Leslie and daughter Carley

Leslie and daughter Carly

Hi, I’m Leslie Stevens – master gardener, wife, mother of three, and creator of Sidewalk Farms.  And this is my daughter Carly who has grown up with gardening and urban agriculture all around her.  She’s an integral part of the everyday workings of the farm and I couldn’t do it without her.

Sidewalk Farms was started over 20 years ago as a very small urban flower garden surrounded by lots of lawn that we, thinking we were being good stewards of our property, mowed, weed-killed, and synthetically fertilized regularly.  Twenty years, two University of New Hampshire Cooperative Extension courses, three children, and many hard-learned gardening lessons later, Sidewalk Farms has emerged and grown into a small urban farm that now produces enough food to store, can, and freeze for our family.  Sidewalk Farms is also home to eight egg-laying chickens and a hive of honey-producing bees, and functions as a neighborhood example of what can be done with a 1/5 of an acre less than a mile from the center of Portsmouth, NH – a small thriving city.  We use organic principles to grow our food and never use non-organic pesticides or herbicides.  We also practice Permaculture principles and are constantly learning about ways to incorporate Permaculture into our farm.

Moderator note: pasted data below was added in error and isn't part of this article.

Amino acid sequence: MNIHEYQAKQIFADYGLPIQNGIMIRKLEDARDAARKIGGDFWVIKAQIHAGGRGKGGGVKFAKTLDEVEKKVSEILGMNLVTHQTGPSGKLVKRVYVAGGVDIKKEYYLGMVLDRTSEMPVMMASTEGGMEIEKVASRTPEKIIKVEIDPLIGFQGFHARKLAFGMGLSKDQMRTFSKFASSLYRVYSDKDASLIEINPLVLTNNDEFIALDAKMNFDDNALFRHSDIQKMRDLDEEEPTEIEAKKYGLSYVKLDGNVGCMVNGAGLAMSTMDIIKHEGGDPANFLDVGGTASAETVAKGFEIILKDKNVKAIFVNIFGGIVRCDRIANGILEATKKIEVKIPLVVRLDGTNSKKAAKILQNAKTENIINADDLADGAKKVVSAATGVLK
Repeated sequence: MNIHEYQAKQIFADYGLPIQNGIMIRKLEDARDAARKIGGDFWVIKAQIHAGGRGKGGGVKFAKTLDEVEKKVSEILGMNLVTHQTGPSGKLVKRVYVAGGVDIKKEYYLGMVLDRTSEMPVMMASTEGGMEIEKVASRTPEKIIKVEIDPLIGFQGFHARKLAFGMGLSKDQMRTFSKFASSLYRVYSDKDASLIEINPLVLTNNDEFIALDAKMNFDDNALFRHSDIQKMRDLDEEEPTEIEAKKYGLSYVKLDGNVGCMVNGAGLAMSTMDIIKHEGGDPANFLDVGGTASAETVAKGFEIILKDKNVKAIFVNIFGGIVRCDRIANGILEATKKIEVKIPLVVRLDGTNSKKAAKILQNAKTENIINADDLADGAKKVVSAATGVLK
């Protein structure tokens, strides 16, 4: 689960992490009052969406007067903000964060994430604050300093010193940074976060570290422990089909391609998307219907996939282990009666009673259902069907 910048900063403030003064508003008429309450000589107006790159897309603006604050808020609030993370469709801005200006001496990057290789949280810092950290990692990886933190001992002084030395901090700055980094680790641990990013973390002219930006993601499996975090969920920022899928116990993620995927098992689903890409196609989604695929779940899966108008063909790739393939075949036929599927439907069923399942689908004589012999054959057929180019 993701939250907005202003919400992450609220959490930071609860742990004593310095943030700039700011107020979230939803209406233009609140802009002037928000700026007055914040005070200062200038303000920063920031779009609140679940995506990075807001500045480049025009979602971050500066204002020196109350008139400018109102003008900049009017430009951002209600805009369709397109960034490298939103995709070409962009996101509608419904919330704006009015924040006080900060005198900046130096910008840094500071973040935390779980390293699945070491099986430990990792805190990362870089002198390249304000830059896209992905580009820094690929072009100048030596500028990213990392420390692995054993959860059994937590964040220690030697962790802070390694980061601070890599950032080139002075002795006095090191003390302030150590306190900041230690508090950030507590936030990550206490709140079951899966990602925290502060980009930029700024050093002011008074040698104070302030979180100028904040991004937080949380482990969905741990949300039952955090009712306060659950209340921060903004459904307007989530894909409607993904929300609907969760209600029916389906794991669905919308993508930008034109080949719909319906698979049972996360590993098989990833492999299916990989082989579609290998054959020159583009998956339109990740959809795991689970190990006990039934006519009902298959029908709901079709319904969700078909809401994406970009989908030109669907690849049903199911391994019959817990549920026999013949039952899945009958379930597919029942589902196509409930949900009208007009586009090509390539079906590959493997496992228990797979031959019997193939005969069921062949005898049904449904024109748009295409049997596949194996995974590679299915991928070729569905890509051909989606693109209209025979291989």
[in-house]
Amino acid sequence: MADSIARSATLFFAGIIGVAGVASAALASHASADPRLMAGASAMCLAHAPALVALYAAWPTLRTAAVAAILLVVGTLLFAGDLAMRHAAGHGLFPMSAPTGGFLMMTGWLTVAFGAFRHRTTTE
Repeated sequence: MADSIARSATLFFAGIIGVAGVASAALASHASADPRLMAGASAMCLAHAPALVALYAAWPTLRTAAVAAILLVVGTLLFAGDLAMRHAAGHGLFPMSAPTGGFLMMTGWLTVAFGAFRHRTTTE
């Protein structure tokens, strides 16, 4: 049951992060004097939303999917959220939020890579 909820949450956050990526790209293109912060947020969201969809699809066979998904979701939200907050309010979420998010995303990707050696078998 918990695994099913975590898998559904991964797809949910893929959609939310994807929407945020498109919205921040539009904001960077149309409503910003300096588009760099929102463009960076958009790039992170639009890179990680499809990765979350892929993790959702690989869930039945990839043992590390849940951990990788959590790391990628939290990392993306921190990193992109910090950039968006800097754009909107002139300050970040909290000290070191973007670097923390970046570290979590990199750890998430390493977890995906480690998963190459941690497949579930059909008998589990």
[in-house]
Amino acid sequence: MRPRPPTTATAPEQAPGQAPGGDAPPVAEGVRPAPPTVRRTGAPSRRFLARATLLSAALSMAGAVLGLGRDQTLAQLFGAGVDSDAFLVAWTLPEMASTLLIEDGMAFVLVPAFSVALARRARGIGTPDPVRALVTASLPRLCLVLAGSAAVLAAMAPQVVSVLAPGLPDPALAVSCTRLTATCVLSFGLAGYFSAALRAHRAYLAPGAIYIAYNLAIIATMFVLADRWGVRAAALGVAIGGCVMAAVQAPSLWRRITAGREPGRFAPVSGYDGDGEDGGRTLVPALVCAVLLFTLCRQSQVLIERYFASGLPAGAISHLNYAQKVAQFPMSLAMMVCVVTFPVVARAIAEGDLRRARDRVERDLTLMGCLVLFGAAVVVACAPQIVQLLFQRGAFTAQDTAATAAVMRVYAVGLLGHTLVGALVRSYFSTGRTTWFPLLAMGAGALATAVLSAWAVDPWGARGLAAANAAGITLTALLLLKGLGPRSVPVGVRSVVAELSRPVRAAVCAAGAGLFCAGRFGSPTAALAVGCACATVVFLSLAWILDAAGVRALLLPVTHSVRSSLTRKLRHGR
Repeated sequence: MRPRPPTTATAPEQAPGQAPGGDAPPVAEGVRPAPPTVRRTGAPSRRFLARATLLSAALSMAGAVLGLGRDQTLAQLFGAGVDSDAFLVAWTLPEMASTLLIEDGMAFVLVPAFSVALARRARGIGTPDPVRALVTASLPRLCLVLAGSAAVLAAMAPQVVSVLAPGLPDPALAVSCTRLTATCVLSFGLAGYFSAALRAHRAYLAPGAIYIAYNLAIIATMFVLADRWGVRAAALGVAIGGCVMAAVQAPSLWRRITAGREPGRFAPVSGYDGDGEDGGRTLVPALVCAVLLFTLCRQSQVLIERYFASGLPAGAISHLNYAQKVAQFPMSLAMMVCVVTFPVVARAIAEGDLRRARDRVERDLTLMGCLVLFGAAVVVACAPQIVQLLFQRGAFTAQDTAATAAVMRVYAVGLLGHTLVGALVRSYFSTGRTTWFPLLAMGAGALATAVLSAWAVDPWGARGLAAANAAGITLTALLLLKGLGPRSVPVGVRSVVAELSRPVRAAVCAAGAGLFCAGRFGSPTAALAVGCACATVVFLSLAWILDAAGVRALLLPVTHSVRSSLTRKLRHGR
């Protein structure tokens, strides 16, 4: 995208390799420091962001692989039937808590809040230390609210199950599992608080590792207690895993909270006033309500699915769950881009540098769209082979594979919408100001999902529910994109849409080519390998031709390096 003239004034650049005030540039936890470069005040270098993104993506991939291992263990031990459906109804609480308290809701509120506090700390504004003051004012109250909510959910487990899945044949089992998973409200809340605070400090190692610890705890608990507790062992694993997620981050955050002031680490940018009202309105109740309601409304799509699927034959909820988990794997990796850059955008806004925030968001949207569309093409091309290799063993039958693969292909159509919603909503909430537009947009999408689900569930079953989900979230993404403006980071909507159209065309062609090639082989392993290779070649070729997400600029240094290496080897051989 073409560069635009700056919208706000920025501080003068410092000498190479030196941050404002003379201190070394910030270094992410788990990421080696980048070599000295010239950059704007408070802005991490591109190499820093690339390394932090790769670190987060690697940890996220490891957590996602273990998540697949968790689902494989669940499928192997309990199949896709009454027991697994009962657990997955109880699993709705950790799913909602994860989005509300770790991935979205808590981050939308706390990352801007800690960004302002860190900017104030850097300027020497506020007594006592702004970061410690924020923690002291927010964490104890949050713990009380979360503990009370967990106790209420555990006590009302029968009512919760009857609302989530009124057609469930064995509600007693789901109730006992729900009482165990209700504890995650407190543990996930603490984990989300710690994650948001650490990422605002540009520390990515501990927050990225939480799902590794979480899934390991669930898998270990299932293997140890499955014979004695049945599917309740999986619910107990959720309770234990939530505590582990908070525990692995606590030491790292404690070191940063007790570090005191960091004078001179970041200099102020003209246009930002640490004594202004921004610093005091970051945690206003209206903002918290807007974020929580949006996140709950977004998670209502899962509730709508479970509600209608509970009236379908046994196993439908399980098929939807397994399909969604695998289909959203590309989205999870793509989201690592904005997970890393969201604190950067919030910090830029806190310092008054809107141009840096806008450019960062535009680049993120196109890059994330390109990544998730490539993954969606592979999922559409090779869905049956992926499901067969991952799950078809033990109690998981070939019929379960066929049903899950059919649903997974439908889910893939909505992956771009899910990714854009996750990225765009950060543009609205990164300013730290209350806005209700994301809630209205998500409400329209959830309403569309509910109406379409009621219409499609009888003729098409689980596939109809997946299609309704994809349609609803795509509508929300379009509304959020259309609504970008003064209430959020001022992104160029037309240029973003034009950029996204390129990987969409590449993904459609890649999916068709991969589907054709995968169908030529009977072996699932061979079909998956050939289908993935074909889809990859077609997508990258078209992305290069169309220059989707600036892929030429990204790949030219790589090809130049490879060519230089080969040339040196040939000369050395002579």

The mission of Sidewalk Farms is very simple -to help people learn to grow their own food.  I hope to accomplish this is several ways.  First, and most importantly, by example we are encouraging our neighbors, and thus our larger community, to grow their own food.  Because Sidewalk Farm actually lives right next to the city sidewalk, people walking by want to stop and chat about the gardens.  They want to know what is growing and how to grow it and this often leads to discussions about growing methods and an impromptu mini-lesson on urban farming.  Secondly, we offer consultation and hands on gardening help for those who want to begin this journey but aren’t sure how to take that first step or need some help planning and deciding what to plant and where.  Lastly we teach classes and offer workshops on several different topic areas for people interested growing food.  Some examples include starting seeds indoors, using an indoor greenhouse, garden placement and care, growing vegetables in containers, deciding what to grow, and general garden and soil maintenance.

Being able to grow our own food is a very empowering skill to learn.  As with many skills, the right tools and knowledge about what works and what doesn’t work make the goal infinitely more reachable.   If we can teach people just a little about the importance of eating local food (and what is more local than your front yard), why we should avoid synthetic (non-organic) pesticides and herbicides, and how to have more control in our lives about what we eat, then we are having the desired impact of raising consciousness about food sources and environmental issues and giving people more control over their food choices.